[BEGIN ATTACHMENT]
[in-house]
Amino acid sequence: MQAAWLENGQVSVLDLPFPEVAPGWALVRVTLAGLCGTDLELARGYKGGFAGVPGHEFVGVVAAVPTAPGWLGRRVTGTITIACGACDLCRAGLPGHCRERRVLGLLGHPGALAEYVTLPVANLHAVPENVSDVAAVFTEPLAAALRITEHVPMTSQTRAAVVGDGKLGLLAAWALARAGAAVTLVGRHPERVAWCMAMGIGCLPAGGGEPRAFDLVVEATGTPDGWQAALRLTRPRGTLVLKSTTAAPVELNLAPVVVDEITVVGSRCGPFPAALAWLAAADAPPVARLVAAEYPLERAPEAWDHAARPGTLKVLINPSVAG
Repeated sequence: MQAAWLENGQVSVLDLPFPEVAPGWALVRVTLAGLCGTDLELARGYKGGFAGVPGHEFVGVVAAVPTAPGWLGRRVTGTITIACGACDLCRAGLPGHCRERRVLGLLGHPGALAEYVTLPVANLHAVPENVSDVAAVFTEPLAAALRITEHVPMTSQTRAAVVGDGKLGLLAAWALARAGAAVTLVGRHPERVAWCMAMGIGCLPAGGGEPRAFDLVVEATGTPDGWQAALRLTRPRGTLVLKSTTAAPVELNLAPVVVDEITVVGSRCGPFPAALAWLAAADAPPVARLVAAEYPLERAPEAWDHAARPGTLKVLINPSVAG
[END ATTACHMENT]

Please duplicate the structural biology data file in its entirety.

[in-house]
Amino acid sequence: MQAAWLENGQVSVLDLPFPEVAPGWALVRVTLAGLCGTDLELARGYKGGFAGVPGHEFVGVVAAVPTAPGWLGRRVTGTITIACGACDLCRAGLPGHCRERRVLGLLGHPGALAEYVTLPVANLHAVPENVSDVAAVFTEPLAAALRITEHVPMTSQTRAAVVGDGKLGLLAAWALARAGAAVTLVGRHPERVAWCMAMGIGCLPAGGGEPRAFDLVVEATGTPDGWQAALRLTRPRGTLVLKSTTAAPVELNLAPVVVDEITVVGSRCGPFPAALAWLAAADAPPVARLVAAEYPLERAPEAWDHAARPGTLKVLINPSVAG
Repeated sequence: MQAAWLENGQVSVLDLPFPEVAPGWALVRVTLAGLCGTDLELARGYKGGFAGVPGHEFVGVVAAVPTAPGWLGRRVTGTITIACGACDLCRAGLPGHCRERRVLGLLGHPGALAEYVTLPVANLHAVPENVSDVAAVFTEPLAAALRITEHVPMTSQTRAAVVGDGKLGLLAAWALARAGAAVTLVGRHPERVAWCMAMGIGCLPAGGGEPRAFDLVVEATGTPDGWQAALRLTRPRGTLVLKSTTAAPVELNLAPVVVDEITVVGSRCGPFPAALAWLAAADAPPVARLVAAEYPLERAPEAWDHAARPGTLKVLINPSVAG